The disputed domain name <comericacashloans.com> is confusingly similar to Complainant's COMERICA trademark because the disputed domain name incorporates the entirety of Complainant's COMERICA trademark and merely adds a generic descriptive phrase (i.e., "cash loans") and the generic Top-Level Domain ("gTLD") suffix ".com". Neither the addition of a purely descriptive term to a well-known mark or the addition of a gTLD suffix is typically sufficient to create a distinct domain name capable of overcoming a proper claim of confusing similarity. See Arthur Guinness Son & Co. (Dublin) Limited v. Tim Healy/BOSTH, WIPO Case No. D2001-0026 (finding confusing similarity where the domain name contains the identical mark of the complainant combined with a generic word or term); see also, Sony Kabushiki Kaisha (also trading as Sony Corporation) v. Inja, Kil, WIPO Case No. D2000-1409 (finding that "[n]either the addition of an ordinary descriptive word […] nor the suffix ".com" detract from the overall impression of the dominant part of the name in each case, namely the trademark SONY" and thus Policy, paragraph 4(a)(i) is satisfied). The addition of "cashloans" to Complainant's COMERICA trademark is insufficient to establish a domain name that is distinct from Complainant's trademark and is insufficient to avoid a finding of confusing similarity.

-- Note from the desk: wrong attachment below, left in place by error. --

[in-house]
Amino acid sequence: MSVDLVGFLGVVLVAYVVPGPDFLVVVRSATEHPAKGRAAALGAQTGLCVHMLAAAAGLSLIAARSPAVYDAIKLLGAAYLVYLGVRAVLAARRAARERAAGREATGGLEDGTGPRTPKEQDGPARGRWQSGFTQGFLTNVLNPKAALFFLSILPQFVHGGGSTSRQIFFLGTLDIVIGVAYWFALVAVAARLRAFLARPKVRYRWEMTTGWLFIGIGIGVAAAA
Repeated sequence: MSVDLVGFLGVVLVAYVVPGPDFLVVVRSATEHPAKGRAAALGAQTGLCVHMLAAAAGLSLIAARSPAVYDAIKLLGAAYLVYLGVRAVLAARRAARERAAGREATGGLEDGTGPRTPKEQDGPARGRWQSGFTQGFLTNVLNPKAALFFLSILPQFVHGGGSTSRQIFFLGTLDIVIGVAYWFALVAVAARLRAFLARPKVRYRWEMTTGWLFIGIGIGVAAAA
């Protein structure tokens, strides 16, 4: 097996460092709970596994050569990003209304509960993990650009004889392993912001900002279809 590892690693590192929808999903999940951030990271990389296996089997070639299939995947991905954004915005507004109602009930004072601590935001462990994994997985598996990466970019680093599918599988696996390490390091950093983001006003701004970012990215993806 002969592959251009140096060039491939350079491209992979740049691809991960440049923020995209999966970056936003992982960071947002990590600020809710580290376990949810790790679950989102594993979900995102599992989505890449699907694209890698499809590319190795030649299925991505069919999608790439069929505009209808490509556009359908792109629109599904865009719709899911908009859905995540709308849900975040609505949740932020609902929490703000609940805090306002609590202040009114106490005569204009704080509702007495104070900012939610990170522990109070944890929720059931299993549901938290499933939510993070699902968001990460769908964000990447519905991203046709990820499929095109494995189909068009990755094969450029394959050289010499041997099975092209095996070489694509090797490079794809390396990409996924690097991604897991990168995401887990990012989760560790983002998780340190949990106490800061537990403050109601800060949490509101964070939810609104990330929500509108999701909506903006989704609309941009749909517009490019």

Complainant has proven the requirements of Policy, paragraph 4(a)(i).
B. Rights or Legitimate Interests
The Panel finds that Respondent has no rights or legitimate interests in the disputed domain name.
Respondent has failed to file a formal Response, which can suggest, in appropriate circumstances, that Respondent lacks rights or legitimate interests in the disputed domain name. See Pavillion Agency, Inc., Cliff Greenhouse and Keith Greenhouse v. Greenhouse Agency Ltd., and Glenn Greenhouse., WIPO Case No. D2000-1221 (finding that the respondent's failure to respond in a UDRP proceeding can be construed, in appropriate circumstances, as an admission that it has no rights or legitimate interests in a domain name).